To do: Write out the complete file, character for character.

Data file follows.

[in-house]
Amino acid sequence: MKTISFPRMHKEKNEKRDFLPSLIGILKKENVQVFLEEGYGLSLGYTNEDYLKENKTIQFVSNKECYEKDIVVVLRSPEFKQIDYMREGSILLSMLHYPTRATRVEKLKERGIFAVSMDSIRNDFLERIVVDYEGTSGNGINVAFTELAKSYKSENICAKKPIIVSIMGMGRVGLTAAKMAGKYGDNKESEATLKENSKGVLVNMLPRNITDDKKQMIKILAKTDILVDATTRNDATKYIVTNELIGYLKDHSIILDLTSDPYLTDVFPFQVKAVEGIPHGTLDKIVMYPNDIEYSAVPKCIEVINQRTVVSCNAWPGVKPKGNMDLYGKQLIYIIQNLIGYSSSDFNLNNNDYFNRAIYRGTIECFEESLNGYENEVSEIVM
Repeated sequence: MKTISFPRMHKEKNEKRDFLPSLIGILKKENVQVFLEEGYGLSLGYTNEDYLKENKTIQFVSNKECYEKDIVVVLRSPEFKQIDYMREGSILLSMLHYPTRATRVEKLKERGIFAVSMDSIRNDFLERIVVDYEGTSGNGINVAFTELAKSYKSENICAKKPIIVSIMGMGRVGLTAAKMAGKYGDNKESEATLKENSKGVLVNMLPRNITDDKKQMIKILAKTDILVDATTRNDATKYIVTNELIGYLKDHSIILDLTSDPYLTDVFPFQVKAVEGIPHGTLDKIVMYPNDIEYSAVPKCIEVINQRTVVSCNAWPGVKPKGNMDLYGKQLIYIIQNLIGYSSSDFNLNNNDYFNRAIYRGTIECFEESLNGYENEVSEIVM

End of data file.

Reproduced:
[in-house]
Amino acid sequence: MKTISFPRMHKEKNEKRDFLPSLIGILKKENVQVFLEEGYGLSLGYTNEDYLKENKTIQFVSNKECYEKDIVVVLRSPEFKQIDYMREGSILLSMLHYPTRATRVEKLKERGIFAVSMDSIRNDFLERIVVDYEGTSGNGINVAFTELAKSYKSENICAKKPIIVSIMGMGRVGLTAAKMAGKYGDNKESEATLKENSKGVLVNMLPRNITDDKKQMIKILAKTDILVDATTRNDATKYIVTNELIGYLKDHSIILDLTSDPYLTDVFPFQVKAVEGIPHGTLDKIVMYPNDIEYSAVPKCIEVINQRTVVSCNAWPGVKPKGNMDLYGKQLIYIIQNLIGYSSSDFNLNNNDYFNRAIYRGTIECFEESLNGYENEVSEIVM
Repeated sequence: MKTISFPRMHKEKNEKRDFLPSLIGILKKENVQVFLEEGYGLSLGYTNEDYLKENKTIQFVSNKECYEKDIVVVLRSPEFKQIDYMREGSILLSMLHYPTRATRVEKLKERGIFAVSMDSIRNDFLERIVVDYEGTSGNGINVAFTELAKSYKSENICAKKPIIVSIMGMGRVGLTAAKMAGKYGDNKESEATLKENSKGVLVNMLPRNITDDKKQMIKILAKTDILVDATTRNDATKYIVTNELIGYLKDHSIILDLTSDPYLTDVFPFQVKAVEGIPHGTLDKIVMYPNDIEYSAVPKCIEVINQRTVVSCNAWPGVKPKGNMDLYGKQLIYIIQNLIGYSSSDFNLNNNDYFNRAIYRGTIECFEESLNGYENEVSEIVM